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'Vámonos' or 'Vayámonos'?

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Question: Normally one says vámonos when one needs to say "let's go." However, the verb irse also has a subjunctive form which is conjugated as follows: vaya, vayas, vaya, vayamos, vayáis, vayan. Have you ever heard the form vayámonos meaning "let's go"?

Answer: Not that I recall, but that doesn't mean it's never used.

Certainly, the forms of vayamos and vayámonos are the forms you would expect for the first-person plural imperative for ir and irse, respectively. After all, the standard rule is that the first-person plural imperative (usually translated to English as "let's" followed by the verb) is the same as the first-person plural subjunctive. In fact, some textbooks and grammar guides do list vayamos and vayámonos as the imperative forms.

But, for better or worse, you can't always trust the grammar books to know what is used in everyday life.

In everyday speech and even in writing, the shortened forms of vamos and vámonos are almost always used for the imperative. For all practical purposes, the shortened forms (vamos and vámonos) have become standard usage. The other forms are still used by some speakers, however; you're more likely to hear the imperative vayamos in actual usage than vayámonos. While the latter forms might be considered somewhat quaint, they would not be considered grammatically incorrect.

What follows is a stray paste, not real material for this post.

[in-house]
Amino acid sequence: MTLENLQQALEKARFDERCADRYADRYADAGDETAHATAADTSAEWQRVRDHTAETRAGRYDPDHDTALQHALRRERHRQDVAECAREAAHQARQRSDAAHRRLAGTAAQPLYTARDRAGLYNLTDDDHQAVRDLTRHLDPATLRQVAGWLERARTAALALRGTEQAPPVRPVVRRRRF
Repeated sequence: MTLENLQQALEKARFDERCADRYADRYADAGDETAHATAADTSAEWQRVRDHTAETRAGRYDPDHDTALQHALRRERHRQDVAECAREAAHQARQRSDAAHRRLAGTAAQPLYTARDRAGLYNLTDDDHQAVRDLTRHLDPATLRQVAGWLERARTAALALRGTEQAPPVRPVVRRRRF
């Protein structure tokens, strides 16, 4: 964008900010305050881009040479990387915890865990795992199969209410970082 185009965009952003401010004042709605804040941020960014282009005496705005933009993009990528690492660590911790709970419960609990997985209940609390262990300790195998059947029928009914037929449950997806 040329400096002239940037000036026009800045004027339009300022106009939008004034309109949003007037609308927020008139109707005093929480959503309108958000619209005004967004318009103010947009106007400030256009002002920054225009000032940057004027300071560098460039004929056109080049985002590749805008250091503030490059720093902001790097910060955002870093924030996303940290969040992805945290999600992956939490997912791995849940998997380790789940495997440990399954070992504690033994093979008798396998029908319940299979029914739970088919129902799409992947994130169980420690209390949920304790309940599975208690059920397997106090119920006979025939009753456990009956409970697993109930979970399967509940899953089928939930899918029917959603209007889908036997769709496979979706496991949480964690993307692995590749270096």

The vayamos form is somewhat more common when used with some set phrases, such as vayamos al grano ("let's get to the point") or vayamos al rescate ("let's go to the rescue"). Also, no vayamos may sometimes be used as the negative imperative instead of no vamos. In all these cases, however, you're perfectly safe using the vamos form.

You might also be interested in knowing that, at least in the spoken language, the use of vamos a followed by the infinitive is commonly used in expressing the imperative of other verbs. Thus vamos a salir is a common way to say "let's leave," although salgamos is also grammatically correct.

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